We have to look at what the scriptures actually say & just be honest with them not adding to or taking say from. I think some of what Todd pointed out (& I did too before Pulling my initial response) is something we have to be honest with. If the people in 1 Corinthians were being judged for "getting drunk" with the Lord's Supper communion wine, it's ridiculous to say it was "probably just 1% alcohol back then) or whatever. Jewish historians don't bear that out & neither does common sense. They'd have to drink multiple gallons to get drunk? Really? Think about that. Have you ever say drank 1-2 gallons of anything? You can actually die from drinking a gallon (much less 2) of water too fast. This is just something I believe people wrongly assume to defend their (overreaching the scriptures) position.

For those who say "do not love the world or anything in the world.." As a teetotaler defense, I would say that could be applied to a lot of things & overreach. You could apply that to chocolate cake if you wanted & speak of gluttony & the empty calories & never eat a nice desert for the rest of your life if you wanted (& go by your conscience by all means, but don't try to institute a doctrine of men based on yourself). Many would also discount anything remotely like rap style music. But I would say Shai Linne often has more solid theology in one song than many Western pulpits put out all year long. And the spirit of it is to glorify God & spread the Gospel. Again, not your cup of tea musically or have a weak conscience about it? Fine, anything not of faith is sin, so by all means obey YOUR conscience, but don't make your (weak) conscience a LAW for all people and use scriptures out of context to justify a new tradition of men. "Death metal for Jesus"? Sure, the discernible spirit of that garbage is not from above. I think those that are mature with discernment can all agree on that.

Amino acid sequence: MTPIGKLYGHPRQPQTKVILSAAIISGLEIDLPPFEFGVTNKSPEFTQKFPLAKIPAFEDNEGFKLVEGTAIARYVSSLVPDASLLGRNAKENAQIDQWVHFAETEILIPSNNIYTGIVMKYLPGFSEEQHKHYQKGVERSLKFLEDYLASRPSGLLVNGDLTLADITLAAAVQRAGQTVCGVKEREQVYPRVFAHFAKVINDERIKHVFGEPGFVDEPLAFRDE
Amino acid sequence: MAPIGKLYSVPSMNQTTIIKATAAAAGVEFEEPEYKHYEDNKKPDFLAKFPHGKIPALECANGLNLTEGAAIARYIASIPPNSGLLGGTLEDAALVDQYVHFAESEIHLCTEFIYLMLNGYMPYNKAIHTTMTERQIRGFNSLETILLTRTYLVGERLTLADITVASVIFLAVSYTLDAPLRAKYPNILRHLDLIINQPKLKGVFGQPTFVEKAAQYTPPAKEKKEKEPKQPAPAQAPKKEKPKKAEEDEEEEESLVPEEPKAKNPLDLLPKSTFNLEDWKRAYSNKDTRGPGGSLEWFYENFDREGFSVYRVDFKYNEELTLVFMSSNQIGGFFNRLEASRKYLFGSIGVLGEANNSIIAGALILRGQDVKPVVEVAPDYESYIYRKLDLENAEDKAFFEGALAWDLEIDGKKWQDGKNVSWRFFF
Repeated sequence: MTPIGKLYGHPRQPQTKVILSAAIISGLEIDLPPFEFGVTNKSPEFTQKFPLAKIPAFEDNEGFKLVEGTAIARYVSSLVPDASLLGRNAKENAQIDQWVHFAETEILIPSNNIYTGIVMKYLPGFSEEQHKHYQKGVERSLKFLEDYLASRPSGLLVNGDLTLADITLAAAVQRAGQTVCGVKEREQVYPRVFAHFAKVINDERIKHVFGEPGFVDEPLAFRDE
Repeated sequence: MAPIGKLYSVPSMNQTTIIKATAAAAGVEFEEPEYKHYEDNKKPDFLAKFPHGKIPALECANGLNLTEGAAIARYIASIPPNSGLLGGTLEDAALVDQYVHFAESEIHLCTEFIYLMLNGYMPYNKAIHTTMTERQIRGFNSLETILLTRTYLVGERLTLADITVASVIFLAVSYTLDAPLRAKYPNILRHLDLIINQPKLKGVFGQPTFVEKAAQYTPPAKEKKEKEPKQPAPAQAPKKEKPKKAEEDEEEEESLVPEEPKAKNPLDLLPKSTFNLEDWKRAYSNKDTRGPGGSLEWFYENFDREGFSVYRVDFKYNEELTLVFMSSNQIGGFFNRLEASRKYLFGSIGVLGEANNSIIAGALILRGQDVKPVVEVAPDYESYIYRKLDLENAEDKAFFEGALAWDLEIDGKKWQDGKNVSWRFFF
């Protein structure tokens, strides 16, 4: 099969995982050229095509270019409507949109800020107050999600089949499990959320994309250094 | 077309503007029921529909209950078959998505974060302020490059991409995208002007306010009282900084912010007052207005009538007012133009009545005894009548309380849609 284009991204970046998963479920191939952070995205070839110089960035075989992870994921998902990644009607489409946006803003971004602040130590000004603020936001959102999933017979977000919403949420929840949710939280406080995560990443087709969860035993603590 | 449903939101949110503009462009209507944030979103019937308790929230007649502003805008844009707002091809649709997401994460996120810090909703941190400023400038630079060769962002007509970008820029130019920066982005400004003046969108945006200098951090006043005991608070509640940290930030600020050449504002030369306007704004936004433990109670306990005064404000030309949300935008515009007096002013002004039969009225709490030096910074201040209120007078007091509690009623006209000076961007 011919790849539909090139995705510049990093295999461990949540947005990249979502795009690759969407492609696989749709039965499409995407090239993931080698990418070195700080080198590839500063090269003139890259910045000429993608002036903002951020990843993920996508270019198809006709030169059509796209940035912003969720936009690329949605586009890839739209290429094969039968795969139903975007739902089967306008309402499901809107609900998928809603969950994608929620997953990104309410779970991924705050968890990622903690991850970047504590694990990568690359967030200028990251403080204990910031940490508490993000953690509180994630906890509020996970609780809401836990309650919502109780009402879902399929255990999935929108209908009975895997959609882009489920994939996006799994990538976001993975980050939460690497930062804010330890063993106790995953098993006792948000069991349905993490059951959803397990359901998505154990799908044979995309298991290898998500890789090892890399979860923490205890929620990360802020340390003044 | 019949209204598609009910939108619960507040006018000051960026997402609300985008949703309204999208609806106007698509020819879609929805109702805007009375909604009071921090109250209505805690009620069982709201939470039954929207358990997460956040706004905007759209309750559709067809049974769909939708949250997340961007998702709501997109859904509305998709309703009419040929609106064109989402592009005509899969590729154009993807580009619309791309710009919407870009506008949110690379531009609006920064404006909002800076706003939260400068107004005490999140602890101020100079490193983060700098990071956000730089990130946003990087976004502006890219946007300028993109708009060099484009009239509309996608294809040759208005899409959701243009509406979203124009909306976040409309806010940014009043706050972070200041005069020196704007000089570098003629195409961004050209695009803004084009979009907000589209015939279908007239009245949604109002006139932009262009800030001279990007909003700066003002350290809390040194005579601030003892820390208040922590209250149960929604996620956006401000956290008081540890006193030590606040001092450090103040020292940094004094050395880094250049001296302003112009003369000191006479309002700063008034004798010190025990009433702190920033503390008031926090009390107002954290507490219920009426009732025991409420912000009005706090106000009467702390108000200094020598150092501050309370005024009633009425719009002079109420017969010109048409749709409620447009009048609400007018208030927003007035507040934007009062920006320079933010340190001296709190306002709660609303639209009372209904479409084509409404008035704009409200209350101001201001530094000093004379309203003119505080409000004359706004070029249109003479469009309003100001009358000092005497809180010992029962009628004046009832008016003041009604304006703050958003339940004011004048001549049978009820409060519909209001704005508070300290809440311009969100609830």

But back to the specific topic at hand. If someone wants to occasionally have a single glass of wine, doesn't parade it around other believers as some badge of honor, considers the weaker brother, understands the dangers of overusing alcohol, & understands all the scriptures on the subject both the warnings and the matter of fact non-warnings, am I going to accuse them of sin? Absolutely not. I don't need to go farther than the Word to enforce my agenda to make sure people are safe. God does just fine in how He handles things in the Word. His balance & reconciliation of all scriptures in context is perfect, lacking in nothing. If someone argues with me, I generally just let it be, assuming their conscience is weak in this area or they are just doing as they know best to honor God & praise God for them. No judgement. I could "make a case" using scriptures (in an unbalanced way) if I wanted to to say my wife can't wear a drop of makeup, must wear dresses only to the floor, can't use a perfumed shampoo, etc. & call that "modesty". Well, it can be modesty. It can also be self focused legalism. My wife dress modestly too. No cleavage, no high cut dresses or skirts, etc. We go by the "let your clothes be a frame for your face, not your body, which is sensual" as Paul Washer says. As he also points out, a woman doesn't have to go out of her way to look ugly/unattractive physically either. That's not modesty. That's legalism.